the effect of being an excluded driver on a plaintiffs bodily injury action
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The Effect of Being an Excluded Driver on a Plaintiff’s Bodily Injury Action

August 16, 2019

In the recent decision of Trudeau v. Cavanagh, [2019] O.J. No. 2180, the court considered whether an excluded driver who was injured in a motor vehicle accident could maintain an action for bodily injury against an at-fault defendant.

On August 7, 2013, the plaintiff and the defendant were involved in a motor vehicle accident. The plaintiff’s vehicle had been recently purchased and was insured the day before the accident by Wawanesa under an automobile insurance policy, which had previously insured the plaintiff and his spouse. However, the Wawanesa policy had also been issued with an OPCF 28A Excluded Driver endorsement signed by the plaintiff and his wife, with the plaintiff being designated as the excluded driver. 

Following the accident, the plaintiff issued a Statement of Claim against the defendants for personal injuries. The defendant moved for summary judgment on the basis that Section 267.6 of the Insurance Act prohibited the plaintiff from bringing a tort claim for bodily injury since the plaintiff was not an insured driver at the time of the accident.

Section 267.6 of the Insurance Act, reads:

267.6 (1) Despite any other Act, a person is not entitled in an action in Ontario to recover any loss or damage from bodily injury or death arising directly or indirectly from the use or operation of an automobile if, at the time of the incident, the person was contravening subsection 2 (1) of the Compulsory Automobile Insurance Act in respect of that automobile.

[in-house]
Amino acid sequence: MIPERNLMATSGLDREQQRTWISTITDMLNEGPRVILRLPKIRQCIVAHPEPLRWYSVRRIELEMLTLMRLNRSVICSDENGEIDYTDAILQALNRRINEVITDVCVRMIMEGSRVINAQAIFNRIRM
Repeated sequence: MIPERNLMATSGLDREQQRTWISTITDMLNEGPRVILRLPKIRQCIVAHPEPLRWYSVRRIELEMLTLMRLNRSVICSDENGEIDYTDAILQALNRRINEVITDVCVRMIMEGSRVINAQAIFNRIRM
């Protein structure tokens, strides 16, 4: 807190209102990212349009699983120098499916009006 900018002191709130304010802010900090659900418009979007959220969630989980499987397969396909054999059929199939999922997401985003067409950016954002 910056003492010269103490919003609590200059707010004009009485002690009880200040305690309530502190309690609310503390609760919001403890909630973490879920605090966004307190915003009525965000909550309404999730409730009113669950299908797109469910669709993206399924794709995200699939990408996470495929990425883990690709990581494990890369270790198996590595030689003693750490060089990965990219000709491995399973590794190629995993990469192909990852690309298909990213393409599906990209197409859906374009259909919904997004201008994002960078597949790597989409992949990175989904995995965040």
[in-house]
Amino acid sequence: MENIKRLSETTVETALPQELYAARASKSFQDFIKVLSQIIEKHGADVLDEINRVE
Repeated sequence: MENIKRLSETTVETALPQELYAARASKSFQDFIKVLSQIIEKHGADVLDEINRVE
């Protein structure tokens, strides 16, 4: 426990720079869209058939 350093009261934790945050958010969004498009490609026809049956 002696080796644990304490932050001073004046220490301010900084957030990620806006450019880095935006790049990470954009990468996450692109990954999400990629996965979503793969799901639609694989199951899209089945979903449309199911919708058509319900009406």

(2) Subsection (1) applies whether or not the person was prosecuted for or convicted of an offence under the Compulsory Automobile Insurance Act.

Section 1 (3) and 2 (1) of the Compulsory Automobile Insurance Act, reads:

1 (3) Even if a motor vehicle is insured under a contract of automobile insurance, it shall be deemed to be an uninsured motor vehicle for the purposes of this Act while it is being operated by an excluded driver as defined in the Insurance Act with respect to that contract unless the excluded driver is a named insured under another contract of automobile insurance.

2 (1) Subject to the regulations, no owner or lessee of a motor vehicle shall,

  1. Operate the motor vehicle; or
  2. Cause or permit the motor vehicle to be operated,

on a highway unless the motor vehicle is insured under a contract of automobile insurance.

The court acknowledged that a driver of a vehicle who had contravened section 2 of the Compulsory Automobile Insurance Act was able to advance the defence of honest but mistaken belief of fact.

The issue in this case was whether the plaintiff knew or ought to have known that he was an uninsured driver at the time of the accident. 

The court found that plaintiff had signed the OPCF 28A Excluded Driver endorsement, the wording of the endorsement was clear and unambiguous, and any reasonable person should have understood its significance. As such, the plaintiff was precluded from maintaining an action for bodily injury as a result of the accident, pursuant to section 267.6 of the Insurance Act.  

Written by Alexander Lee, Associate Lawyer, Mason Caplan Roti LLP.